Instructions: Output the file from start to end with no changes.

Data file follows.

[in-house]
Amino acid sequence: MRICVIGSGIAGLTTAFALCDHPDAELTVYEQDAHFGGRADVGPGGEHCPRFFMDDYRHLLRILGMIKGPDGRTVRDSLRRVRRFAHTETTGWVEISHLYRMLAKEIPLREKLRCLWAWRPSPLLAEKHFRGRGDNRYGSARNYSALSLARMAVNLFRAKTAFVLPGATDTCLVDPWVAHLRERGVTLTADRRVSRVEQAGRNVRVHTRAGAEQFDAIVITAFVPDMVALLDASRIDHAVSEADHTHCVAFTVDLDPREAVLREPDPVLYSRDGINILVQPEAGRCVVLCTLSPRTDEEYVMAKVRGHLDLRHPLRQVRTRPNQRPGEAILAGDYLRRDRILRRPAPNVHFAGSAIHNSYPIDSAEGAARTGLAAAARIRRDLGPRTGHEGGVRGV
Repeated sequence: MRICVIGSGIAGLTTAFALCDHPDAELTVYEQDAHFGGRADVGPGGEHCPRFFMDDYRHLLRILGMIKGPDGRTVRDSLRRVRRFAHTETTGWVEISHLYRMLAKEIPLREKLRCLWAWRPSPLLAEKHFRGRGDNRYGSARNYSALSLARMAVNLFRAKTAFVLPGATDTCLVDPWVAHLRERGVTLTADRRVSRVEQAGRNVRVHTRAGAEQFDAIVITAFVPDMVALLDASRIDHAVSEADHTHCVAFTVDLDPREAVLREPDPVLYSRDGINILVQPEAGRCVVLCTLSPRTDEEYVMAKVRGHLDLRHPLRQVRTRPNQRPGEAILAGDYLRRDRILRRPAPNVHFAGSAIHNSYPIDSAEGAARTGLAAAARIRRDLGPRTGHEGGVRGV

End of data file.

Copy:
[in-house]
Amino acid sequence: MRICVIGSGIAGLTTAFALCDHPDAELTVYEQDAHFGGRADVGPGGEHCPRFFMDDYRHLLRILGMIKGPDGRTVRDSLRRVRRFAHTETTGWVEISHLYRMLAKEIPLREKLRCLWAWRPSPLLAEKHFRGRGDNRYGSARNYSALSLARMAVNLFRAKTAFVLPGATDTCLVDPWVAHLRERGVTLTADRRVSRVEQAGRNVRVHTRAGAEQFDAIVITAFVPDMVALLDASRIDHAVSEADHTHCVAFTVDLDPREAVLREPDPVLYSRDGINILVQPEAGRCVVLCTLSPRTDEEYVMAKVRGHLDLRHPLRQVRTRPNQRPGEAILAGDYLRRDRILRRPAPNVHFAGSAIHNSYPIDSAEGAARTGLAAAARIRRDLGPRTGHEGGVRGV
Repeated sequence: MRICVIGSGIAGLTTAFALCDHPDAELTVYEQDAHFGGRADVGPGGEHCPRFFMDDYRHLLRILGMIKGPDGRTVRDSLRRVRRFAHTETTGWVEISHLYRMLAKEIPLREKLRCLWAWRPSPLLAEKHFRGRGDNRYGSARNYSALSLARMAVNLFRAKTAFVLPGATDTCLVDPWVAHLRERGVTLTADRRVSRVEQAGRNVRVHTRAGAEQFDAIVITAFVPDMVALLDASRIDHAVSEADHTHCVAFTVDLDPREAVLREPDPVLYSRDGINILVQPEAGRCVVLCTLSPRTDEEYVMAKVRGHLDLRHPLRQVRTRPNQRPGEAILAGDYLRRDRILRRPAPNVHFAGSAIHNSYPIDSAEGAARTGLAAAARIRRDLGPRTGHEGGVRGV